I am continually dumbfounded by cruising yacht designs that are touted as ‘world cruisers.’ This moniker implies a yacht that is fit to sail the world’s oceans with some level of self-sufficiency, while also acting as a platform for seeking out extraordinary places and situations. But almost without exception these designs, whether they are custom one-offs or from a series, are sold pretty much on available accommodation. It is sort of like selling a house based on the number of bedrooms it has.
The problem is that in order to justify what I believe to be a ‘world cruiser’ (and for you to cruise comfortably and safely) some accommodation has to be sacrificed for bulk stowage of all kinds of big and heavy stuff. You need two dinghies (preferably inflatables that can be broken down and stowed below) and ditto of outboards; spare anchors and rodes; spare propeller and prop pulling tools; awnings; diving gear (for recreation and repairs); a downwind sail and various spare running rigging; shore lines… I can go on and on.
Then there is the other equipment that can make world cruising a more interesting activity than just sailing: The diving gear already mentioned (and that means with a compressor); two inflatable kayaks and two inflatable SUPs; kite boarding gear; camping and skiing gear if you are so inclined – again, go on and on. Oh yes, and what about the fruit and vegetables for a month?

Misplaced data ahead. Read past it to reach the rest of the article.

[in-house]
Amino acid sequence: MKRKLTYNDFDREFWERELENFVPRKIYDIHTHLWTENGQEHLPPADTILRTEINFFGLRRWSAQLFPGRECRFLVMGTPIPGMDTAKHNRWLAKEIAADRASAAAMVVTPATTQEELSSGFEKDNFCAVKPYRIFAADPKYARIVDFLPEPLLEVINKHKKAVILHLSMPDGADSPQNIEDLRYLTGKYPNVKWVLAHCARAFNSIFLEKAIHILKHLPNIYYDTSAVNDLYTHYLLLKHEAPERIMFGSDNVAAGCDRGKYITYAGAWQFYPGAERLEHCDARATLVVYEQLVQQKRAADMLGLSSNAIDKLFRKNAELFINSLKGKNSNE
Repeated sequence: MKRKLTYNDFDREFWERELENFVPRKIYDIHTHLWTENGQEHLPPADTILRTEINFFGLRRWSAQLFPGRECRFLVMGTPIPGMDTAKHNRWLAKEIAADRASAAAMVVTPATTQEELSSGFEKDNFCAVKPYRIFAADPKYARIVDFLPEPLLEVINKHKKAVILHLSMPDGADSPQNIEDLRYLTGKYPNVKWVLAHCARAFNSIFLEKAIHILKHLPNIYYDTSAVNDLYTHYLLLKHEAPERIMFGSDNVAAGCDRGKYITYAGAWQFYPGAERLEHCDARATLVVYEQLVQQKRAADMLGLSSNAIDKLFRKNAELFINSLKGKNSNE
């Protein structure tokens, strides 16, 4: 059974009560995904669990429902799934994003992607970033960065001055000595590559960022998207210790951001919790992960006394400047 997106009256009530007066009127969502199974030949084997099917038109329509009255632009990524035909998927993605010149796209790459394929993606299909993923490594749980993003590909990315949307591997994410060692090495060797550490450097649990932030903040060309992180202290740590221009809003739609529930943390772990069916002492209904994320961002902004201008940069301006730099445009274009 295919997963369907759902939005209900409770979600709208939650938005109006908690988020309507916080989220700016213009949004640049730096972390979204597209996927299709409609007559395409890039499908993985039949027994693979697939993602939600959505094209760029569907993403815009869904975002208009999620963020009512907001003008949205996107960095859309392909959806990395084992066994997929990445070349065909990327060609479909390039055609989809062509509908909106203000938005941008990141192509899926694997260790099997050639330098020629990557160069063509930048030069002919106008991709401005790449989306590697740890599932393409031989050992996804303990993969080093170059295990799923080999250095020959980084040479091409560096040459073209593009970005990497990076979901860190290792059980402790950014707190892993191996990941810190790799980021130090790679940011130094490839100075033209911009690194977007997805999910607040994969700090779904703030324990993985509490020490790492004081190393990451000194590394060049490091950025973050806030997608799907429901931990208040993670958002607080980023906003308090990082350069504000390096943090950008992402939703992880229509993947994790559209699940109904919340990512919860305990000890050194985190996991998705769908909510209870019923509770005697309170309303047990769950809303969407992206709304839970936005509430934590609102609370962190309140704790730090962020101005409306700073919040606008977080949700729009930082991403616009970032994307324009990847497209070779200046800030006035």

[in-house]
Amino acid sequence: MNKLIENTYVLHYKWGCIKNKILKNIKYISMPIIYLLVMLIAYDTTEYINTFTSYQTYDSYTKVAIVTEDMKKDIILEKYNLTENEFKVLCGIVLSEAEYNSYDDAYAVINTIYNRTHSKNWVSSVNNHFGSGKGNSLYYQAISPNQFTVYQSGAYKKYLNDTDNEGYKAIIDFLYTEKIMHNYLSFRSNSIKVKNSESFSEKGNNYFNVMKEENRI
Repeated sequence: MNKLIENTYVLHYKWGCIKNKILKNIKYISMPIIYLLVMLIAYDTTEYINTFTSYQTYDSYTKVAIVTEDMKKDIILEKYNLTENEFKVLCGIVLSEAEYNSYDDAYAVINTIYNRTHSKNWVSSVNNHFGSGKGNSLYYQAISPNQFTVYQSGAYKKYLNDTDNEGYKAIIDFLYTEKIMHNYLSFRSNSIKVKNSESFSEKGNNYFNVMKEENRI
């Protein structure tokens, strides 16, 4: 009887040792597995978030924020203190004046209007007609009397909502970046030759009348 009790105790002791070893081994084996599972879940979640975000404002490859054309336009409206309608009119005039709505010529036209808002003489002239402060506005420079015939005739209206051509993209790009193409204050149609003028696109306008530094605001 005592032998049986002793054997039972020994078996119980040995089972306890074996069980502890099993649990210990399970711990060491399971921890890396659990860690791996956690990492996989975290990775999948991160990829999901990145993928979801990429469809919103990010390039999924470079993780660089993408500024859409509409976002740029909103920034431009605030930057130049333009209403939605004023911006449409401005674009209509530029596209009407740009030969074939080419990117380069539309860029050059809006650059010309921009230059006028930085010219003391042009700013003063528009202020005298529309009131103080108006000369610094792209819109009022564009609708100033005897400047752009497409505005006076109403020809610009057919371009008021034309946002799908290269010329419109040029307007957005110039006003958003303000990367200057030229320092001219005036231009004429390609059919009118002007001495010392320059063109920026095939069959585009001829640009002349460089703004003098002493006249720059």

So where do you put all this stuff if you have a double bunk right up in the forepeak? This is a useless arrangement for sleeping at sea but perfect for a Mediterranean mooring. But then that is not what we are talking about!
Most boats also boast lazarettes for miscellaneous equipment – fine if you are an aspiring Houdini and don’t mind bruised knuckles continually finding something after off-loading everything on top of it. These create more frustration than solutions.
My suggestion is if you have a ‘world cruiser’ boat design as I have described above, you can do yourself a favor by inviting two less people to go cruising and stripping out the accommodation forward down to the hull. Make brackets for the main items so they can be securely battened down. A generous fore hatch is also needed and this needs to be a robust arrangement as the hatch coamings and surrounding hardware will take a beating hauling gear in and out as needed. Both of my Pelagics have walk-in forepeaks from the main accommodation space that begin not far from the main mast position and provide ample and easily accessible storage for all of our safety and recreational equipment.